Prince's Palace of Monaco

Monaco, Monaco

The Prince's Palace of Monaco is the official residence of the Sovereign Prince of Monaco. Built in 1191 as a Genoese fortress, during its long and often dramatic history it has been bombarded and besieged by many foreign powers. Since the end of the 13th century, it has been the stronghold and home of the Grimaldi family who first captured it in 1297. The Grimaldi ruled the area first as feudal lords, and from the 17th century as sovereign princes, but their power was often derived from fragile agreements with their larger and stronger neighbours.

Thus while other European sovereigns were building luxurious, modern Renaissance and Baroque palaces, politics and common sense demanded that the palace of the Monegasque rulers be fortified. This unique requirement, at such a late stage in history, has made the palace at Monaco one of the most unusual in Europe. Indeed, when its fortifications were finally relaxed during the late 18th century, it was seized by the French and stripped of its treasures, and fell into decline, while the Grimaldi were exiled for over 20 years.

The Grimaldi's occupation of their palace is also unusual because, unlike other European ruling families, the absence of alternative palaces and land shortages have resulted in their use of the same residence for more than seven centuries. Thus, their fortunes and politics are directly reflected in the evolution of the palace. Whereas the Romanovs, Bourbons, and Habsburgs could, and frequently did, build completely new palaces, the most the Grimaldi could achieve when enjoying good fortune, or desirous of change, was to build a new tower or wing, or, as they did more frequently, rebuild an existing part of the palace. Thus, the Prince's Palace reflects the history not only of Monaco, but of the family which in 1997 celebrated 700 years of rule from the same palace.

During the 19th and early 20th centuries, the palace and its owners became symbols of the slightly risqué glamour and decadence that were associated with Monte Carlo and the French Riviera. Glamour and theatricality became reality when the American film star Grace Kelly became chatelaine of the palace in 1956. In the 21st century, the palace remains the residence of the current Prince of Monaco.



Your name

User Reviews

Gerben Voorsluijs (2 years ago)
A pretty palace that can partly be visited. You can see the courtyard, the state rooms, an appartment and some paintings from the royal collection. It is fun to see how different times and art styles left their mark on architecture and interior design. There is an audiotour available in several languages.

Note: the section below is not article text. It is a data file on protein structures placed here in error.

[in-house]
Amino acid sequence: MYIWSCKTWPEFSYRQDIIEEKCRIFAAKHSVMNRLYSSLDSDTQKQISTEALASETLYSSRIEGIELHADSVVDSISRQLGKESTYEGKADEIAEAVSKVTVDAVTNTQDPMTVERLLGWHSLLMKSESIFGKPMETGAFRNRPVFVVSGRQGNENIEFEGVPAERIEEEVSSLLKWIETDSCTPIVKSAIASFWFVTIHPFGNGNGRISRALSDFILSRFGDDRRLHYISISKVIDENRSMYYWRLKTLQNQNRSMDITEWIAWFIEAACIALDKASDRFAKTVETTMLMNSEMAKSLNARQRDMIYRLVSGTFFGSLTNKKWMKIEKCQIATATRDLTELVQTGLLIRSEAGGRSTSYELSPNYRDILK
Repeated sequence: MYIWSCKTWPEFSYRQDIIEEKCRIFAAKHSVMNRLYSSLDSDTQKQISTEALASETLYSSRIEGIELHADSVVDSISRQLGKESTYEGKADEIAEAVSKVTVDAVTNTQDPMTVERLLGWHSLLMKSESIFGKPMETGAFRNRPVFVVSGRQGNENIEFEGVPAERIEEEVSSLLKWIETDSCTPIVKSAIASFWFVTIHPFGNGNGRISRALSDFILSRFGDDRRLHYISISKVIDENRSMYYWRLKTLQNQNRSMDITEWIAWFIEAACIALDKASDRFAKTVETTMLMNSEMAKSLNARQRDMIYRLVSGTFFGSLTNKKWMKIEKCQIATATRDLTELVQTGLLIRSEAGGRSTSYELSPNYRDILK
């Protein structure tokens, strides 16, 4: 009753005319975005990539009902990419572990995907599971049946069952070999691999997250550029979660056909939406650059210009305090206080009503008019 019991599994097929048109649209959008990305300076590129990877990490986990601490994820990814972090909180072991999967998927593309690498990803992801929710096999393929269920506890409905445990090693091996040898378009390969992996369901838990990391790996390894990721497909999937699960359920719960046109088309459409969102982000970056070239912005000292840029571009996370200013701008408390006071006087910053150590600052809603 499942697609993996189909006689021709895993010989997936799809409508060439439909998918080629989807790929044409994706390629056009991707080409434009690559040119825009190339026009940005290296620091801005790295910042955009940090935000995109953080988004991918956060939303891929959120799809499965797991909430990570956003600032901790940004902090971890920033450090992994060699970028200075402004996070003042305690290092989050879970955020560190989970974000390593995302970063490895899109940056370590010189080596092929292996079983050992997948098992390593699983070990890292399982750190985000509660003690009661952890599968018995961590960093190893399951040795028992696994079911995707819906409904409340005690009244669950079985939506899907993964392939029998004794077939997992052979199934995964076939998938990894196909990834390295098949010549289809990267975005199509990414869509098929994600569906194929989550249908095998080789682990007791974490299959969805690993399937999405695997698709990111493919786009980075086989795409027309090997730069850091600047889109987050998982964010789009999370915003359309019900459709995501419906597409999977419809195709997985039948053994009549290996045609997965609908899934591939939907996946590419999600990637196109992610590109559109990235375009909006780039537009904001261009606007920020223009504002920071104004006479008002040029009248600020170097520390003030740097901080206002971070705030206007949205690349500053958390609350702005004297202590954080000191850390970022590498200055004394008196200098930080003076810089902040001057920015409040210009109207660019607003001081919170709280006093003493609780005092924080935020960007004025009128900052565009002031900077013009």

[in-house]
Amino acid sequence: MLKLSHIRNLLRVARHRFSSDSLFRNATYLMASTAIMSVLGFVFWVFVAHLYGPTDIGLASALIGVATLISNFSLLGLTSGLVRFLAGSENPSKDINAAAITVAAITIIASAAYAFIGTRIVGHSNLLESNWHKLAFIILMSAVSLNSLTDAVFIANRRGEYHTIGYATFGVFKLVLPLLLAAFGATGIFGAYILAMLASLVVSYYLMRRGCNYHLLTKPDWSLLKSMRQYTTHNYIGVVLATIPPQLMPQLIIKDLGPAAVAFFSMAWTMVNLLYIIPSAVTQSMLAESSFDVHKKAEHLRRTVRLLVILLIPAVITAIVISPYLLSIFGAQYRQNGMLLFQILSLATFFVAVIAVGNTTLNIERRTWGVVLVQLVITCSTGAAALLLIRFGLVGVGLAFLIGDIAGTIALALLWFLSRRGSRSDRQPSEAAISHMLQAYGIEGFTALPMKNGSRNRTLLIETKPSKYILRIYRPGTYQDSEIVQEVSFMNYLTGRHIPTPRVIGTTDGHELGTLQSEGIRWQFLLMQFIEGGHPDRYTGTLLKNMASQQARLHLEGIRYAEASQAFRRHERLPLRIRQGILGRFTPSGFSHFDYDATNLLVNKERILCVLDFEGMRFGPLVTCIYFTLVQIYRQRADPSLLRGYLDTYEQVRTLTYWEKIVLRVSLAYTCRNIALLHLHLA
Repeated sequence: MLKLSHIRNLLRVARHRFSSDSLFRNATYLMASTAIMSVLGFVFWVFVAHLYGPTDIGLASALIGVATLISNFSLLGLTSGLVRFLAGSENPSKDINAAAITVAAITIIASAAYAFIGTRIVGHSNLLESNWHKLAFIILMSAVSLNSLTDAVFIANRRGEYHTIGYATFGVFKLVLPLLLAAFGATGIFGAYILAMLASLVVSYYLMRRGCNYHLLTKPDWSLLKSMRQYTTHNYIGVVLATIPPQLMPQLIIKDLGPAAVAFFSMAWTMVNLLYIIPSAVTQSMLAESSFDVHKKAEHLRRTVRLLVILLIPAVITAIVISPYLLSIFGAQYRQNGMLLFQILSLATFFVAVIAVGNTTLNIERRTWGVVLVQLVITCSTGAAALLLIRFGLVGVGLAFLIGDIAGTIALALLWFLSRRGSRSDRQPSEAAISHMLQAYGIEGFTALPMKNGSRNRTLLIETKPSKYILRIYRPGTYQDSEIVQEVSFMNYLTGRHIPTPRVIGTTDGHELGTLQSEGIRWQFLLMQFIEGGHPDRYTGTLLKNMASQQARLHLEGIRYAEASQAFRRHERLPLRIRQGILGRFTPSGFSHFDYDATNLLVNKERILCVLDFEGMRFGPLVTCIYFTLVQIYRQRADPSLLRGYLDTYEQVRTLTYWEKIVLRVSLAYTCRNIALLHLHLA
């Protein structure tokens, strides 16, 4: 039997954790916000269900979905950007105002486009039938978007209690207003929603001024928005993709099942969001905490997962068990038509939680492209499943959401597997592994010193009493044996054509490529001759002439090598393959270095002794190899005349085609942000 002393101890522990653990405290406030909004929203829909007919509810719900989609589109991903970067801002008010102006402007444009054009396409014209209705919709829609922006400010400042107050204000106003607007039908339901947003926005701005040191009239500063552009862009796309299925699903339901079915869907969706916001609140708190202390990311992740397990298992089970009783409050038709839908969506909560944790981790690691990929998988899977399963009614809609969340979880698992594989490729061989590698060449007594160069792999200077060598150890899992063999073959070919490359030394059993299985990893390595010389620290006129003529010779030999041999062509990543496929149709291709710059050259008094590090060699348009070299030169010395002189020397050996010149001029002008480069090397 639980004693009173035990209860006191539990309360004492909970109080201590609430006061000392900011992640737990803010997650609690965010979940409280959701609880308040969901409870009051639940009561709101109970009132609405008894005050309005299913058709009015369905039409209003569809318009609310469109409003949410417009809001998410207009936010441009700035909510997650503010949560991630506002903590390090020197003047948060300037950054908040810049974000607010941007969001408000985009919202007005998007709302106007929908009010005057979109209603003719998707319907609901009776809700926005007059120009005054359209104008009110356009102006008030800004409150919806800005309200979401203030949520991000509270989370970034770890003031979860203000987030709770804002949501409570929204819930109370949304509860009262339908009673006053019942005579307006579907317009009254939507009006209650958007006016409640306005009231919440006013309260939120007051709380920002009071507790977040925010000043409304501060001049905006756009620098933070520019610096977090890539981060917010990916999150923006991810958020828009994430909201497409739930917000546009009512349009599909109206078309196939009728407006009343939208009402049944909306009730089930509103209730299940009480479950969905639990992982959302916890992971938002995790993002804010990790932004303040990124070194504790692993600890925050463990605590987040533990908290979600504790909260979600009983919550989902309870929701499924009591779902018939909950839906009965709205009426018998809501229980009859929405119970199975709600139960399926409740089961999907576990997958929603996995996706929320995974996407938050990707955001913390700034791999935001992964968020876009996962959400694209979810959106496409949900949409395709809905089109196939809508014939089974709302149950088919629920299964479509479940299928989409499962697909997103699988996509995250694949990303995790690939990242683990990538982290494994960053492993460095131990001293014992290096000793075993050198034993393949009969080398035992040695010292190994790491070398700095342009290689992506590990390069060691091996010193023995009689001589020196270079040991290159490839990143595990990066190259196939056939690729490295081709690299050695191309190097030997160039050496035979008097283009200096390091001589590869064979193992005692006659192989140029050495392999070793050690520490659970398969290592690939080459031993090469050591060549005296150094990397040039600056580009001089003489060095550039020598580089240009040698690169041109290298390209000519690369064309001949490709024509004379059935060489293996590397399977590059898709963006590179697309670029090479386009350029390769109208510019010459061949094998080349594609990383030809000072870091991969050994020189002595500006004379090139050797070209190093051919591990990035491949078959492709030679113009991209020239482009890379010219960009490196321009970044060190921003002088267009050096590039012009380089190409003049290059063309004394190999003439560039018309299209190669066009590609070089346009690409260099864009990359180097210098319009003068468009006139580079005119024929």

Steven Cheng (2 years ago)
This is the place to watch the changing of the guard and beautiful ocean view! You can purchase tickets (€18) to tour the inside of the palace! Which we didn’t go due to the time restrictions! Beautiful view and full of the tourists! It also getting very hot during the summer months.
Damianos Vasilatos (2 years ago)
Great views, don’t miss out if your are in Monaco. There are 2 grand view spots, try visit both. Walking around alleys and spots could Take up to a maximum of 20-25’ walk. I would suggest any of the cafeterias there though as they are expensive and very touristy. Don’t expect WiFi to any of the places there too.
Marlena Stanisławska (2 years ago)
Beautiful mansion with gates dating to XIII CE, and a souvenir shop at the top. There's a display of old canons and a gandarmier walking in front of the Palace - nice view. And the scenery of the city from this point is very picteresque and simply amazing.
Ajinkya Dandawate (2 years ago)
Monaco was a great experience. Such a small country. But so rich. But let me be very true, it's not that tourist friendly. Better to go to Monaco via a tour.
Powered by Google

Featured Historic Landmarks, Sites & Buildings

Historic Site of the week

Church of St Donatus

The Church of St Donatus name refers to Donatus of Zadar, who began construction on this church in the 9th century and ended it on the northeastern part of the Roman forum. It is the largest Pre-Romanesque building in Croatia.

The beginning of the building of the church was placed to the second half of the 8th century, and it is supposed to have been completed in the 9th century. The Zadar bishop and diplomat Donat (8th and 9th centuries) is credited with the building of the church. He led the representations of the Dalmatian cities to Constantinople and Charles the Great, which is why this church bears slight resemblance to Charlemagne"s court chapels, especially the one in Aachen, and also to the Basilica of San Vitale in Ravenna. It belongs to the Pre-Romanesque architectural period.

The circular church, formerly domed, is 27 m high and is characterised by simplicity and technical primitivism.